Wednesday, September 17, 2014

A Day in the Life of… Lynne Hugo


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A Day in the Life of.....

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Lynne Hugo is a National Endowment for the Arts Fellowship recipient who has also received grants from the Ohio Arts Council and the Kentucky Foundation for Women.  She has published five previous novels, one of which became a Lifetime Original Movie of the Month, two books of poetry, and a children’s book.  Her memoir, Where The Trail Grows Faint, won the Riverteeth Literary Nonfiction Book Prize. Born and educated in New England, she and her husband currently live in Ohio with a yellow Lab feared by squirrels in a three state area.

Ms. Hugo has taught creative writing to hundreds of schoolchildren through the Ohio Arts Council’s renowned Arts in Education program. She holds a Bachelor’s degree from Connecticut College, and a Master’s from Miami University.

A Day In The Life Of Author Lynne Hugo…


…begins with an exuberant yellow Lab leaping onto the bed between my husband and me to encourage whichever one of us appears least comatose. Most days, after I stagger to the kitchen and revive myself with coffee, Scout gets his first romp of the day before I head to the writing room. My computer desk is in front of a large window. I can see the four raised beds of our vegetable garden out in the sunny part of the yard near the roses. To my right through a door onto the deck are pots filled with shade-loving red and pink impatiens and yellow begonias, even some blue flowers I planted but can’t identify. Hummingbird feeders hang in the lowest branches of the Chinese elm that towers over the house; we brought that tree home, bare root, in the trunk of our car, close to thirty years ago. Now, like the children we raised here, it’s fully grown.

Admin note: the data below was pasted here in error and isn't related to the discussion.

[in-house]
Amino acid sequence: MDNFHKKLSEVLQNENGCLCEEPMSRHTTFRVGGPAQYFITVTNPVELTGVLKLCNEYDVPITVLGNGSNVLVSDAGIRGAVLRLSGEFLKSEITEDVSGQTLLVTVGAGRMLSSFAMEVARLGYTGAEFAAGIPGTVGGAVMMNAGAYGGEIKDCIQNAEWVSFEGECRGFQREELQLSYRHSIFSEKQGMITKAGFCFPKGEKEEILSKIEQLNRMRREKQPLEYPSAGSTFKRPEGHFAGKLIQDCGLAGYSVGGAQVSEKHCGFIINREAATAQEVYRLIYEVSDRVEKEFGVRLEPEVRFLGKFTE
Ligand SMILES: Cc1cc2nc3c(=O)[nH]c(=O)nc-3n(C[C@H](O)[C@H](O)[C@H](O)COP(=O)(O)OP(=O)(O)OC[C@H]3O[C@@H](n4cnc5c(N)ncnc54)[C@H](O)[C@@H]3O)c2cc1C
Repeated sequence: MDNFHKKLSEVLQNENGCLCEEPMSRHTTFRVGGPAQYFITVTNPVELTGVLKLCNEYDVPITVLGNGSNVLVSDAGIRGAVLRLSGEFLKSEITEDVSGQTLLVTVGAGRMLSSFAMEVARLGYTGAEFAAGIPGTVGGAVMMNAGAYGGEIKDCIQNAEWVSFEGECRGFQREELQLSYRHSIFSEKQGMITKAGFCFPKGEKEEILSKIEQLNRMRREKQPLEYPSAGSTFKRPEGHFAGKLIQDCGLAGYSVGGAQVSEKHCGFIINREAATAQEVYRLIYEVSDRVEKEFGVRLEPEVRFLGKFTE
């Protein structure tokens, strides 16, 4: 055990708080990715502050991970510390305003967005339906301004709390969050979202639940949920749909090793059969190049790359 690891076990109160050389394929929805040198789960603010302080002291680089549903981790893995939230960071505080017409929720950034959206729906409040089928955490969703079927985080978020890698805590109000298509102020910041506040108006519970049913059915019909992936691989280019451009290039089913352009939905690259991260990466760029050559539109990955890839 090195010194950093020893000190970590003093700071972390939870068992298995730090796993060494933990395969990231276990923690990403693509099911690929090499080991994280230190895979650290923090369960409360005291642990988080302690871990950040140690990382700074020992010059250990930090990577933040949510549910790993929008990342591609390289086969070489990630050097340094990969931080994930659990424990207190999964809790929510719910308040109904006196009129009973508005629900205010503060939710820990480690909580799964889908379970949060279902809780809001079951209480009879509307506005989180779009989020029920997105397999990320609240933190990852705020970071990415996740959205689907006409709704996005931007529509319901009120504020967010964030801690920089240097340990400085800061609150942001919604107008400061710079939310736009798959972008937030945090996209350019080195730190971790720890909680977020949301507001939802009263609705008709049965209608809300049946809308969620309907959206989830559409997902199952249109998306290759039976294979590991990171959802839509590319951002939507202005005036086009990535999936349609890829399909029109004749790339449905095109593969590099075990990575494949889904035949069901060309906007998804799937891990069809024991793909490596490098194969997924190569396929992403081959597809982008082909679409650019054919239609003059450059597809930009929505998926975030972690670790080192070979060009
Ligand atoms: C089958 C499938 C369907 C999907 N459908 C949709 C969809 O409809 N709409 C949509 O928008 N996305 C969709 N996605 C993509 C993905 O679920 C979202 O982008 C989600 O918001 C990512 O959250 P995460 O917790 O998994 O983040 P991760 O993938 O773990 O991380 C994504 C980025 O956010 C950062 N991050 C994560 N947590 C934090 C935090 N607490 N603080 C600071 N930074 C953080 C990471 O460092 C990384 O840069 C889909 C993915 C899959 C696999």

So I spend the day writing. I try not to be distracted by phone or email—or Scout, especially when I’m working on something new. When a book is coming out there’s a lot of work expected on publicity and marketing and sometimes it’s difficult to balance that with focus on the new project—what I most love to do—and often the new work ends up on the back burner for a while.

There are tasks that only an author can do that are important to give a book its best chance to find its readership. Today I went through pictures to send to the publisher because they are making a video trailer for A MATTER OF MERCY, which has just been released. The novel is set in a place I love, Cape Cod, Massachusetts, in a town named Wellfleet out near the tip. Shellfishing (oysters and clams) has flourished there for generations and is hugely important to the local economy. In 1996, the owner of one of the large, expensive vacation homes on the bluffs above the harbor filed a lawsuit to shut down the aquaculturists (oyster and clam farmers) because he objected to how their apparatus affected his view, although the cages are only visible for an hour before and after dead low tide. The basis for the lawsuit—and how it was finally resolved—were so bizarre, so fascinating, so unbelievable, yet so true, that when I heard about it by simply walking on the beach and by happenstance making friends with one of the women aquaculturists, I knew I wanted to use it as the basis for a novel. I needed to invent the characters, a gripping story for their lives, and extract a meaning for the characters that fit with the unfolding story of the lawsuit. The lawsuit was real even though my characters weren’t, and I wanted the novel to be authentic. I’d fallen in love, and I wanted to take readers so into that world that they would, too.

When you have such a beautiful setting, and have pictures of the real thing—a trailer is a natural. So I’ve spent one day winnowing down the text, and now, today, sorting out the best pictures from the last time I visited my oyster farming friend on the shining shallows of Cape Cod Bay, in July. Here are a few:



What I didn’t do today—again--was work on my next novel. But I think that’s the life of the writer now, back and forth between working on something new and what we do to help bring our books into the world and find their readership.